we as a society need to start talking about abusive friendships, bc those exist and seem to be really common
and most people in them dont know how do deal w the abuse bc its normally emotional abuse which.gets delegitimized, and its a platonic relationship and not a romo or sexual one, so it gets delegitimized for that too
Police officers in Ferguson, Missouri, have begun wearing body cameras after weeks of unrest over the shooting death of an unarmed black teen by a white officer and sharply differing accounts of the incident, officials said on Sunday.
Michael Brown, 18, was shot multiple times by Ferguson Police Officer Darren Wilson on Aug. 9, sparking nearly three weeks of angry protests in the St. Louis suburb and drawing global attention to race relations in the United States.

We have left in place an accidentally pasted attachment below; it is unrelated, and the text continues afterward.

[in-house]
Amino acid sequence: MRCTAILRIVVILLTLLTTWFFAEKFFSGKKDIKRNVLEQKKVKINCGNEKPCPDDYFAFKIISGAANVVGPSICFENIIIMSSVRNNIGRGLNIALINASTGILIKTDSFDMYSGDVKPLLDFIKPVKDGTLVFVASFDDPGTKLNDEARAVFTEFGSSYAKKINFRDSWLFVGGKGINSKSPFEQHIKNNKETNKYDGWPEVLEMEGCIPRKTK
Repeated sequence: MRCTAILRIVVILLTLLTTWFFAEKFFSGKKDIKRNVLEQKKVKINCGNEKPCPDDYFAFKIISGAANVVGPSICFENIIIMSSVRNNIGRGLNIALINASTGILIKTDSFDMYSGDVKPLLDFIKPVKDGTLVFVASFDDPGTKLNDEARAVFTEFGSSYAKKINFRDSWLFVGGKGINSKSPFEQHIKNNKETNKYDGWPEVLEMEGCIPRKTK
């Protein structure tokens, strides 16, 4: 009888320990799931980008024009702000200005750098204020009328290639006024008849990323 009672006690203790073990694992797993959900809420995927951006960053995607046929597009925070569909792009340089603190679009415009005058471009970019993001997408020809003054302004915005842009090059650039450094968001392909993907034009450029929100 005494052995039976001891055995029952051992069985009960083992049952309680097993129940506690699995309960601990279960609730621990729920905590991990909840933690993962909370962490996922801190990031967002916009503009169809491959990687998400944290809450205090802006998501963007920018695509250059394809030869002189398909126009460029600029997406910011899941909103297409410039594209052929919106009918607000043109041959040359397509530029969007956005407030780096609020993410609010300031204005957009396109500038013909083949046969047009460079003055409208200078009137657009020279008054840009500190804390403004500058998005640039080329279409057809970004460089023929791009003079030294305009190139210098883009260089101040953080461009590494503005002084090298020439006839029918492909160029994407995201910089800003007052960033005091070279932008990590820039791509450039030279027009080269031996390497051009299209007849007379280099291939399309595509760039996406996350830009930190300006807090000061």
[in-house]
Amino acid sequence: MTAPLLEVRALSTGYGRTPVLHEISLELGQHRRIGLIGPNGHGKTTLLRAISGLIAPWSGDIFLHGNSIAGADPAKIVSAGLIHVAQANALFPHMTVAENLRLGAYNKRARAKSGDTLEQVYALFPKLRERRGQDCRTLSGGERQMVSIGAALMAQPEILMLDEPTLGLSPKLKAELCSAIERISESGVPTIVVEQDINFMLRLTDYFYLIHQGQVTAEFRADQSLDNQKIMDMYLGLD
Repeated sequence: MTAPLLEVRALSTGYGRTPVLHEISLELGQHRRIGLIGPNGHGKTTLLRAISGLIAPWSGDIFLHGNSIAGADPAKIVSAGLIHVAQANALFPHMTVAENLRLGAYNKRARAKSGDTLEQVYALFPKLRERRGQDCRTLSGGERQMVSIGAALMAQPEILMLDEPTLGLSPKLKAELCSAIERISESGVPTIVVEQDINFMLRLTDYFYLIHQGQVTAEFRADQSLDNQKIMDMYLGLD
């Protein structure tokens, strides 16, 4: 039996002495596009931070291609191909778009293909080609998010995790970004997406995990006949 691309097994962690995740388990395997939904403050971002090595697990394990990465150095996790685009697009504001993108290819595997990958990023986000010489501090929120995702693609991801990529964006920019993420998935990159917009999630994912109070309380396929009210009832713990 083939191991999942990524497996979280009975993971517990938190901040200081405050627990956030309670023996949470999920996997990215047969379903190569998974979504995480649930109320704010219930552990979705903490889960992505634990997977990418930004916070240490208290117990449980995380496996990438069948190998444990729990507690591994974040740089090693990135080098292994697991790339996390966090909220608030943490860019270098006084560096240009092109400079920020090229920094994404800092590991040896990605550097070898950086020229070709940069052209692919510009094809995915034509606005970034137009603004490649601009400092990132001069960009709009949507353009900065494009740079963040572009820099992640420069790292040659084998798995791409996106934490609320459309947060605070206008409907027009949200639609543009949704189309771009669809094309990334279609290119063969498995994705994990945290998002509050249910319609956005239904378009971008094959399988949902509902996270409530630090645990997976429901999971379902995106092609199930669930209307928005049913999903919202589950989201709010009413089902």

Law enforcement and witnesses gave differing accounts of what transpired before Brown was shot, with police saying the teen had struggled with the officer. Witnesses say Brown held up his hands and was surrendering when he was shot multiple times in the head and chest.
The discrepancy has revived calls for officers across the county to be outfitted with body cameras to help capture an accurate record of police-involved incidents.
This is a start…but not enough. Not yet, not sure if ever.